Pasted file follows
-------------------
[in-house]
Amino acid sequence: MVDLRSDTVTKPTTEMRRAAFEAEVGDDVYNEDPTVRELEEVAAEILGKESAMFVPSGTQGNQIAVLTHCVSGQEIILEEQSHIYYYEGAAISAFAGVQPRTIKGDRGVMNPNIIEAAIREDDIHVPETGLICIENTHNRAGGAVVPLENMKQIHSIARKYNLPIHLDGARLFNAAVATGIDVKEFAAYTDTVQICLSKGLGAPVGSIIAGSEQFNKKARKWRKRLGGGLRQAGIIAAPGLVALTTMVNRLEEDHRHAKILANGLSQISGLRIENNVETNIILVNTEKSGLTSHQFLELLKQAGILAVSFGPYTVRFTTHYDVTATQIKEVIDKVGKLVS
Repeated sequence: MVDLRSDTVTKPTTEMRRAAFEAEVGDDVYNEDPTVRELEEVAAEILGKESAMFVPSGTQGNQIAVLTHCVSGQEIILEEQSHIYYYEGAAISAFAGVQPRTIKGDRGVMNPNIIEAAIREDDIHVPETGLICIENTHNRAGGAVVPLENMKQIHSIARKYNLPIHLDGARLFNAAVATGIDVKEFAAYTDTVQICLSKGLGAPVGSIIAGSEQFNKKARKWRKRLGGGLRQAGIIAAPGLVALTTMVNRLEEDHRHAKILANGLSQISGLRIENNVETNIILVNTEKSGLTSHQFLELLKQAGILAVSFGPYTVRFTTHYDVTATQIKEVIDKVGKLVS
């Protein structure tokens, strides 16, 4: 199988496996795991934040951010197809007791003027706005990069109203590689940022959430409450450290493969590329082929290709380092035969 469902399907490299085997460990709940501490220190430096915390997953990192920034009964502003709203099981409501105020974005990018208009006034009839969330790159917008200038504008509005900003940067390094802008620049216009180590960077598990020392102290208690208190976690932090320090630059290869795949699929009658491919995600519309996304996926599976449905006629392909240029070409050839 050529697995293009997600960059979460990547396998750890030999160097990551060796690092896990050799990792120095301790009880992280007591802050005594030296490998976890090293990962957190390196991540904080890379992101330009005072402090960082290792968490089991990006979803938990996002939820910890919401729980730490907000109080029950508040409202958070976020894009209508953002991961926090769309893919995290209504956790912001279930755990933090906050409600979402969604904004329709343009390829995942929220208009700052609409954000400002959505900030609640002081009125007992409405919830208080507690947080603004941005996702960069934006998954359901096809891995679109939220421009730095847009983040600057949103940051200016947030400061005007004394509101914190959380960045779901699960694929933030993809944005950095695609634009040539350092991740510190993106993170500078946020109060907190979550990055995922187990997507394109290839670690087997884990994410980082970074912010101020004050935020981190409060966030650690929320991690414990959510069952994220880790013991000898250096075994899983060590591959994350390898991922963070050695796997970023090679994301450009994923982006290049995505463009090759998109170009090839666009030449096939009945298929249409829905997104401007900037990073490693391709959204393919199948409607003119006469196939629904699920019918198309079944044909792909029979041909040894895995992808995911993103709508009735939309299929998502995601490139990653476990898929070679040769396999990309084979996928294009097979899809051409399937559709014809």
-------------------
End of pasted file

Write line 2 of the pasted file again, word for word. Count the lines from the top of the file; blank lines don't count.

Amino acid sequence: MVDLRSDTVTKPTTEMRRAAFEAEVGDDVYNEDPTVRELEEVAAEILGKESAMFVPSGTQGNQIAVLTHCVSGQEIILEEQSHIYYYEGAAISAFAGVQPRTIKGDRGVMNPNIIEAAIREDDIHVPETGLICIENTHNRAGGAVVPLENMKQIHSIARKYNLPIHLDGARLFNAAVATGIDVKEFAAYTDTVQICLSKGLGAPVGSIIAGSEQFNKKARKWRKRLGGGLRQAGIIAAPGLVALTTMVNRLEEDHRHAKILANGLSQISGLRIENNVETNIILVNTEKSGLTSHQFLELLKQAGILAVSFGPYTVRFTTHYDVTATQIKEVIDKVGKLVS